So I take medication, and I pay someone to listen to me whine.  And most of the time, I’m okay.  And I walk among you, indistinguishable from the normal population – like pod people.  Or Republicans.  But sometimes I’m overwhelmed, and I have to go off by myself and cry.  And cry.  Until I get this massive headache, which is no fun at all, because I didn’t even get to be happy drunk first. 
Depression isn’t just a mental disease; it’s physical too.  You have no energy, so you lay there like a slug, and you revel in lying there like a slug, because the entire world is awful what with all the crime, pollution, poverty, and Twilight movies.  You see the world through dark-colored glasses, so all the bad is magnified.  You might not have a terminal illness, but you did have a funny cough earlier and a pain in your hip.  Whatever you do, don’t research your symptoms on WebMd.
You have every one of these diseases.  Happy?


You did, didn’t you?  So now you are worried that you have an incurable disease, on top of your sadness about the general state of the world, and the fact that people will actually wear dresses like this in public. 
And then you get off the couch, and you go out to work, or the store, or something, and invariably there are people there.  And these people will annoy you by breathing.  You have to do something about this, and unfortunately, murder is generally frowned upon.  You must either find some sort of way to get through it, or you go back to being the couch slug.
Get off the couch!  No, you can’t be a slug.  There is no money in being a slug, unless you’re either independently wealthy or a Congressman.  So you take your medicine, if the doctor says you need it (he has a medical degree, dufus99 on the Internet most likely does not).  And you get counseling, if that helps you.  And you find something, anything, that makes you happy.  I’m sure there’s something.  For me, it’s laughing at stupid people, but whatever works for you.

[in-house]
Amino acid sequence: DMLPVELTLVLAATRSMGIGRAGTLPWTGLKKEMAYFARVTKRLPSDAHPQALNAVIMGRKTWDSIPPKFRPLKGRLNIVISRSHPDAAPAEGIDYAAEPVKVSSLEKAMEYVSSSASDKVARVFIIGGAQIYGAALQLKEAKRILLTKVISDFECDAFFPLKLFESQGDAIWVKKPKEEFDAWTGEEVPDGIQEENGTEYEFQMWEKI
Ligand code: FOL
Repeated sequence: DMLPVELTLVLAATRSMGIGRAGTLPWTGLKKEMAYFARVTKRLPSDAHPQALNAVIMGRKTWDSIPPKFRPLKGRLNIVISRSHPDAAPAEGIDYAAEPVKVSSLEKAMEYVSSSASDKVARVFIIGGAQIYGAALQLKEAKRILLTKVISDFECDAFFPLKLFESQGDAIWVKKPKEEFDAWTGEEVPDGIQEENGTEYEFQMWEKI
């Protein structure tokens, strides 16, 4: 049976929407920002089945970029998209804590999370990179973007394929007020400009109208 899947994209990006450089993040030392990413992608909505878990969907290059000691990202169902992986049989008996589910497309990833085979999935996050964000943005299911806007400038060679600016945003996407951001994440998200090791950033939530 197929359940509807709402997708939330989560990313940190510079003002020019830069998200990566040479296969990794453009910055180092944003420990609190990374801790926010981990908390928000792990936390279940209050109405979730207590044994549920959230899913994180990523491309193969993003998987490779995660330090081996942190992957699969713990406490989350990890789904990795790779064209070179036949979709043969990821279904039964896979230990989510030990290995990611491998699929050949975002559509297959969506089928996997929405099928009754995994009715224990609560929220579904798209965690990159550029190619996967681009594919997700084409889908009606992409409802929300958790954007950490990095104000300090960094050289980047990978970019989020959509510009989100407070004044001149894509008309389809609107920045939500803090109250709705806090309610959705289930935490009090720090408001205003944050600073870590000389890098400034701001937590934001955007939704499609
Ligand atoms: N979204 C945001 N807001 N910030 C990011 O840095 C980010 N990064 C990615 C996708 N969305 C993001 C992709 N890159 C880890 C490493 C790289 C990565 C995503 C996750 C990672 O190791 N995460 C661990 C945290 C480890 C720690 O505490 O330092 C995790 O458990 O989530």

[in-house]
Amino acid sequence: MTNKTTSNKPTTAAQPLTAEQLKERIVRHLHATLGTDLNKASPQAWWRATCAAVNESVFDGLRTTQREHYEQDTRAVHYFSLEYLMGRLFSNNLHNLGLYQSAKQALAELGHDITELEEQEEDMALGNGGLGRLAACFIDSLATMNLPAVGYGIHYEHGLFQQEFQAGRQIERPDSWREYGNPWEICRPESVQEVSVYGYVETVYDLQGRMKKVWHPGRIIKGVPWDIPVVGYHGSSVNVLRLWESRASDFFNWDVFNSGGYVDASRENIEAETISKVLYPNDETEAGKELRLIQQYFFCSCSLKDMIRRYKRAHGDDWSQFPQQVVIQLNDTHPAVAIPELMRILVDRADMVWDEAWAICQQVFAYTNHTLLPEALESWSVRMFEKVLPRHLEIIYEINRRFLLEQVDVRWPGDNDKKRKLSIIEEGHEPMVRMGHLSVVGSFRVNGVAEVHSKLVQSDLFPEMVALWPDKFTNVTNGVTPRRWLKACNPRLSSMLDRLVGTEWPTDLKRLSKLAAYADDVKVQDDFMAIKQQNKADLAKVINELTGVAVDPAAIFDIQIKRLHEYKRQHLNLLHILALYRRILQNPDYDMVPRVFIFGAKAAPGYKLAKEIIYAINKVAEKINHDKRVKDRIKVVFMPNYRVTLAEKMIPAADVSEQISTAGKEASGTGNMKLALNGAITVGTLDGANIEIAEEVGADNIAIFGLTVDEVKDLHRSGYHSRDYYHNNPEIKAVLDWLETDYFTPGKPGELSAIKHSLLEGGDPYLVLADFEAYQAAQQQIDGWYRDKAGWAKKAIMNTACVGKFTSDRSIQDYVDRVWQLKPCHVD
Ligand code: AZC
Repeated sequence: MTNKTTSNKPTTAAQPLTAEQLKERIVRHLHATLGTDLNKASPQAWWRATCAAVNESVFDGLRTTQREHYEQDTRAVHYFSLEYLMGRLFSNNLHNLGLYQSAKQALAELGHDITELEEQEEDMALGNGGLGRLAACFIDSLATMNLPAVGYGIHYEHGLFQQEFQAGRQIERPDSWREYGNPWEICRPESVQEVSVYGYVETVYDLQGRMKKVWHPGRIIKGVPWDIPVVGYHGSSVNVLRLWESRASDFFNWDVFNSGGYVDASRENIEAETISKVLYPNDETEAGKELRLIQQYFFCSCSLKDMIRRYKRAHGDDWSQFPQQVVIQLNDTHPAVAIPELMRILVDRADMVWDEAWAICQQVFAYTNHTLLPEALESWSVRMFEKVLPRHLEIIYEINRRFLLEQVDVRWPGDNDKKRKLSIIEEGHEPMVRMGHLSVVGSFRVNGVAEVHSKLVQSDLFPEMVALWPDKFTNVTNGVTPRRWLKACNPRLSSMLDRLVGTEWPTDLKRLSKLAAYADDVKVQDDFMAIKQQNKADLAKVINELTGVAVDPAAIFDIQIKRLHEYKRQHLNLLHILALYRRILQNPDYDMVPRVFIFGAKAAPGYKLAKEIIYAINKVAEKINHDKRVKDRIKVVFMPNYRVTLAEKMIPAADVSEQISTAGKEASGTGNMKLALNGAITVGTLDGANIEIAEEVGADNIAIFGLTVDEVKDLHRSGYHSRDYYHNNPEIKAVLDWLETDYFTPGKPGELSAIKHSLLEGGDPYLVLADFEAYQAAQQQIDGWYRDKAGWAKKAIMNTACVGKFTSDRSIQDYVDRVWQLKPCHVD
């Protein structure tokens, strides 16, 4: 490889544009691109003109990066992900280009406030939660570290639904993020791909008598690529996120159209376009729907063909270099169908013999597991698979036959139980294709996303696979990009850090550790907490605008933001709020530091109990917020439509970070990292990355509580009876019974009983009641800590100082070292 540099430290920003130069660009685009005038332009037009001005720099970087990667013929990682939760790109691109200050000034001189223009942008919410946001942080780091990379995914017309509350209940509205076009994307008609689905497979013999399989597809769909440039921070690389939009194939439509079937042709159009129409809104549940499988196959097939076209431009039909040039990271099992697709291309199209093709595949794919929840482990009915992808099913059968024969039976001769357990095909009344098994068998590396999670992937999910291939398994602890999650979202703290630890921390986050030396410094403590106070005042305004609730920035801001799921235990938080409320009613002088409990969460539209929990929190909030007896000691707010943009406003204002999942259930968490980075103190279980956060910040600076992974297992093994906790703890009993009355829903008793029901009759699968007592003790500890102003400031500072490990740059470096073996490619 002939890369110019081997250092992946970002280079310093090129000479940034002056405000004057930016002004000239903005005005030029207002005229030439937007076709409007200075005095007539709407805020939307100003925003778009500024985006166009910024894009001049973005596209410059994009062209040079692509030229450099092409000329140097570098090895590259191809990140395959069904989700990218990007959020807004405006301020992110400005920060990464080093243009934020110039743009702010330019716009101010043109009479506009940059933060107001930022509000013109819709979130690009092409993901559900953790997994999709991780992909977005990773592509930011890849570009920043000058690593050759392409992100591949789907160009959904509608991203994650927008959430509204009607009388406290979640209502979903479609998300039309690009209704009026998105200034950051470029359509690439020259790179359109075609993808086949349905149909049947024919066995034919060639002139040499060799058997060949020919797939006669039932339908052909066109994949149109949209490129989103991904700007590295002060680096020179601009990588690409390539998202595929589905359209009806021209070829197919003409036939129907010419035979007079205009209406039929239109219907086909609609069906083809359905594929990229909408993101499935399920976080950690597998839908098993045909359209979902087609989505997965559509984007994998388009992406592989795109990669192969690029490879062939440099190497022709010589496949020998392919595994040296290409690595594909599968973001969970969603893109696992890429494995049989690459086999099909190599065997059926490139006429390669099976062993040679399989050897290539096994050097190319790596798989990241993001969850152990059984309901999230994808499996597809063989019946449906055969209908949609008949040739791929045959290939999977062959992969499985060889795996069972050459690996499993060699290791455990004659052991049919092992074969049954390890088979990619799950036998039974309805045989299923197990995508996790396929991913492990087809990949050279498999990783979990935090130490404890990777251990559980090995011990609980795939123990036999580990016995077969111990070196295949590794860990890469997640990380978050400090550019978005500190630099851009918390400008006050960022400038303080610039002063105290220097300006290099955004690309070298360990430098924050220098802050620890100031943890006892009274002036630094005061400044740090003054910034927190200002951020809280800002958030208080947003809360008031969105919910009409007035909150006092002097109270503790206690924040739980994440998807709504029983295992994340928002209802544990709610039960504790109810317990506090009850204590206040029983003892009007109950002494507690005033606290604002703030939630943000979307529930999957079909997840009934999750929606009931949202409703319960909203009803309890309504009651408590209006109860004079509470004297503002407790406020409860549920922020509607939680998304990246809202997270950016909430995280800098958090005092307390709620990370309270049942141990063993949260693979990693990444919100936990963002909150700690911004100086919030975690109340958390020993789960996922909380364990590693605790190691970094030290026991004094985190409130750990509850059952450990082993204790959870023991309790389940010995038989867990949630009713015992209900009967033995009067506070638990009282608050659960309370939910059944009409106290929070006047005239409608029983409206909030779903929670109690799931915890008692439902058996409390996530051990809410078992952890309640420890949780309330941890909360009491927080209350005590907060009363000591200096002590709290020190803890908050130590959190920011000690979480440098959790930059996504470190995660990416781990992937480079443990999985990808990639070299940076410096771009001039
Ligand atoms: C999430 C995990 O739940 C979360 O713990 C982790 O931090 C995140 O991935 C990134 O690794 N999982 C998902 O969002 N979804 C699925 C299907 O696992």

Depression is the great lie.  It is the Jabberwock that hides in the closet of your mind.  But depression doesn’t define who I am, anymore than heart disease defines Ronald McDonald (just say no to Big Macs, clown!)  So sometimes I, as my aunt used to say as a child, have me a little cryin’ spell.  But then I have to pick yourself up and go after that white rabbit, because he’s not going to chase himself, and if I stick around I might just drown in my own tears.  And there’s too much of Wonderland to see yet, to do that.

Who are YOU?

Don’t do drugs, kids

 `Who are YOU?’ said the Caterpillar.

This was not an encouraging opening for a conversation. Alice replied, rather shyly, `I–I hardly know, sir, just at present– at least I know who I WAS when I got up this morning, but I think I must have been changed several times since then.’

`What do you mean by that?’ said the Caterpillar sternly. `Explain yourself!’

`I can’t explain MYSELF, I’m afraid, sir’ said Alice, `because I’m not myself, you see.’
                                    -Alice’s Adventures in Wonderland

Who are you?  A very good question, indeed.  And, like Alice, not one that is so easily answered.  I would have thought that by my mid-thirties, I would know the answer to this question, but I’ve yet to figure it out.  If anything, I’ve only added more roles.  Daughter, sister, student, teacher, girlfriend, wife, daughter-in-law, mother, serf, librarian, mental health patient, etc.  It doesn’t help when you’re being questioned by a rude, smoking caterpillar.  I hate those guys.

I could answer by name, but even that’s not clear, as I have more than one last name.  Would you like my maiden name or my married name?  I remember receiving a letter from the Social Security Office just after my wedding demanding that I change my card because my former self no longer existed.  It actually said that.  The old, pre-married me had ceased to exist, and now I was known only by the name of the goofball I’d just married.  Curiouser and curiouser.